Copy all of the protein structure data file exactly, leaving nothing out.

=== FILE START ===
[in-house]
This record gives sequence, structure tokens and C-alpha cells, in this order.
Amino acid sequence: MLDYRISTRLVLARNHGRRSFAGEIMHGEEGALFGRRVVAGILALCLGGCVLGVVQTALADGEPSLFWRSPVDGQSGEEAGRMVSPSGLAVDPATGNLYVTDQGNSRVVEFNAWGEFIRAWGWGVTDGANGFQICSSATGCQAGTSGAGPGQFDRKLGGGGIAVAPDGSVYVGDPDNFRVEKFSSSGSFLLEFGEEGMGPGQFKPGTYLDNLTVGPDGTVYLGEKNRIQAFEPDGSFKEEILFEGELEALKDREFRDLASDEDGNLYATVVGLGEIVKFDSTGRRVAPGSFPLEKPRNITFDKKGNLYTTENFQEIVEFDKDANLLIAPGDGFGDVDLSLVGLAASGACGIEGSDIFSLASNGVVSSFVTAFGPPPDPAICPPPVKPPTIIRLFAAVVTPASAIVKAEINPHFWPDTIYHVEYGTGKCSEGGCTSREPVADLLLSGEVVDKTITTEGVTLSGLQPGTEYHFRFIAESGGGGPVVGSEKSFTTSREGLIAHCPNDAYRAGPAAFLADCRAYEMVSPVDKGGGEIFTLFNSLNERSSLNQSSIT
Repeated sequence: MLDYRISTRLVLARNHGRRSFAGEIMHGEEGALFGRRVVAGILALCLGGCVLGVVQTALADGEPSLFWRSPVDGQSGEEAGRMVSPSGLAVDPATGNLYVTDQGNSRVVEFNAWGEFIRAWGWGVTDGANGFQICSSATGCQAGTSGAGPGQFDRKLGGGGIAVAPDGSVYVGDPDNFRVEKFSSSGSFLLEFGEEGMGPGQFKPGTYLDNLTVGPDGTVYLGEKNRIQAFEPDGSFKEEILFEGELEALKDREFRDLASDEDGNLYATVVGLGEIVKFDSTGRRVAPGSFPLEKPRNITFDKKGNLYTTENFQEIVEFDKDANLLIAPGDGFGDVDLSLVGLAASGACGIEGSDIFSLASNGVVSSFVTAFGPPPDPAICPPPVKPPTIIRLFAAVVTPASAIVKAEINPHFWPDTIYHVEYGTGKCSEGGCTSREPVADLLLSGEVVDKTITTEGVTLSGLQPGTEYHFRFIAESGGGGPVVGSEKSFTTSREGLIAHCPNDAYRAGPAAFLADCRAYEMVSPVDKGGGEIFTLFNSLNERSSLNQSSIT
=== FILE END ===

[in-house]
This record gives sequence, structure tokens and C-alpha cells, in this order.
Amino acid sequence: MLDYRISTRLVLARNHGRRSFAGEIMHGEEGALFGRRVVAGILALCLGGCVLGVVQTALADGEPSLFWRSPVDGQSGEEAGRMVSPSGLAVDPATGNLYVTDQGNSRVVEFNAWGEFIRAWGWGVTDGANGFQICSSATGCQAGTSGAGPGQFDRKLGGGGIAVAPDGSVYVGDPDNFRVEKFSSSGSFLLEFGEEGMGPGQFKPGTYLDNLTVGPDGTVYLGEKNRIQAFEPDGSFKEEILFEGELEALKDREFRDLASDEDGNLYATVVGLGEIVKFDSTGRRVAPGSFPLEKPRNITFDKKGNLYTTENFQEIVEFDKDANLLIAPGDGFGDVDLSLVGLAASGACGIEGSDIFSLASNGVVSSFVTAFGPPPDPAICPPPVKPPTIIRLFAAVVTPASAIVKAEINPHFWPDTIYHVEYGTGKCSEGGCTSREPVADLLLSGEVVDKTITTEGVTLSGLQPGTEYHFRFIAESGGGGPVVGSEKSFTTSREGLIAHCPNDAYRAGPAAFLADCRAYEMVSPVDKGGGEIFTLFNSLNERSSLNQSSIT
Repeated sequence: MLDYRISTRLVLARNHGRRSFAGEIMHGEEGALFGRRVVAGILALCLGGCVLGVVQTALADGEPSLFWRSPVDGQSGEEAGRMVSPSGLAVDPATGNLYVTDQGNSRVVEFNAWGEFIRAWGWGVTDGANGFQICSSATGCQAGTSGAGPGQFDRKLGGGGIAVAPDGSVYVGDPDNFRVEKFSSSGSFLLEFGEEGMGPGQFKPGTYLDNLTVGPDGTVYLGEKNRIQAFEPDGSFKEEILFEGELEALKDREFRDLASDEDGNLYATVVGLGEIVKFDSTGRRVAPGSFPLEKPRNITFDKKGNLYTTENFQEIVEFDKDANLLIAPGDGFGDVDLSLVGLAASGACGIEGSDIFSLASNGVVSSFVTAFGPPPDPAICPPPVKPPTIIRLFAAVVTPASAIVKAEINPHFWPDTIYHVEYGTGKCSEGGCTSREPVADLLLSGEVVDKTITTEGVTLSGLQPGTEYHFRFIAESGGGGPVVGSEKSFTTSREGLIAHCPNDAYRAGPAAFLADCRAYEMVSPVDKGGGEIFTLFNSLNERSSLNQSSIT